The Labour Lord Chancellor.
Prescient cartoon from Punch magazine March 3rd, 1920, after Haldane's term as Liberal Lord Chancellor and three years before his term as Labour Lord Chancellor.
Richard Burdon Sanderson Haldane, 1st Viscount Haldane, (July 30, 1856 - August 19, 1928), was an important British Liberal and Labour politician, lawyer, and philosopher.
Richard Haldane was born in Edinburgh, the son of Robert Haldane and his wife Elizabeth. He was the grandson of the Scottish evangelist James Alexander Haldane. His brother was respiratory physiologist John Scott Haldane, and his sister was the author Elizabeth Haldane.
Haldane was educated at the Edinburgh Academy and then at the University of Edinburgh and Gottingen University. After studying law in London, he was called to the bar in 1879 and was a rather successful lawyer. In 1885 he was elected a Liberal member of Parliament for East Lothian. In 1895, he helped found the London School of Economics. He was also a member of the Coefficients dining club of social reformers set up in 1902 by the Fabian campaigners Sidney and Beatrice Webb. In 1904 he was President of the Edinburgh Sir Walter Scott Club and gave the Toast to Sir Walter at the clubs annual dinner. In 1905, he was appointed Secretary of State for War in Henry Campbell Bannerman's administration. Haldane, a prominent Liberal Imperialist and close associate of Herbert Henry Asquith, was a strong advocate of British commitments on the continent, and took great steps in preparing the army for participation in a possible European war by establishing the British Expeditionary Force. His tenure also saw the creation of the Imperial General Staff, the Territorial Army, the Officer Training Corps, and the Special Reserve. He was given a peerage in 1911, becoming the Viscount Haldane. Upon Lord Loreburn's retirement in 1912, Haldane succeeded him as Lord Chancellor, but was forced to resign in 1915, after being falsely accused of pro-German sympathies.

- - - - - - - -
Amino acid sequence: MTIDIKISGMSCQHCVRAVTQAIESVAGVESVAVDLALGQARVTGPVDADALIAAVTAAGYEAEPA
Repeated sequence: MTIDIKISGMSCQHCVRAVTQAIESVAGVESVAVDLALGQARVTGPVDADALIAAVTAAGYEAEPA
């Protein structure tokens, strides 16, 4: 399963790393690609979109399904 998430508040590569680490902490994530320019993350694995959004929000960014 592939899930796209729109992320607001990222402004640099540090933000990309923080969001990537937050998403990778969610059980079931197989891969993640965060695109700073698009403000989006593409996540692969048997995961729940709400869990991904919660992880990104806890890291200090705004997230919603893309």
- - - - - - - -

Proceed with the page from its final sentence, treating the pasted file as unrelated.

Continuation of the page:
As the war progressed, Haldane moved more and more to the left. However, he was held back by his ties to the Liberal Party and to Asquith. It was not until the general election of 1923 when Haldane made several speeches for Labour candidates. When the Labour government was formed by Ramsay MacDonald, Haldane was recruited to serve once again as Lord Chancellor. He was also joint Leader of the Labour Peers with Lord Parmoor. Haldane was a vital member of the Cabinet as he was one of only three members who had sat in a cabinet before; the other two had sat only briefly and for junior posts.
Haldane also served as second Chancellor of the University of Bristol, and was elected Chancellor of the University of St Andrews shortly before his death.
He co-translated the first English edition of Schopenhauer's The World as Will and Representation, published between 1883 and 1886. He wrote several philosophical works, the best known of which is The Reign of Relativity (1921), which dealt with the philosophical implications of the theory of relativity.
He was president of the Aristotelian Society from 1907 to 1908.
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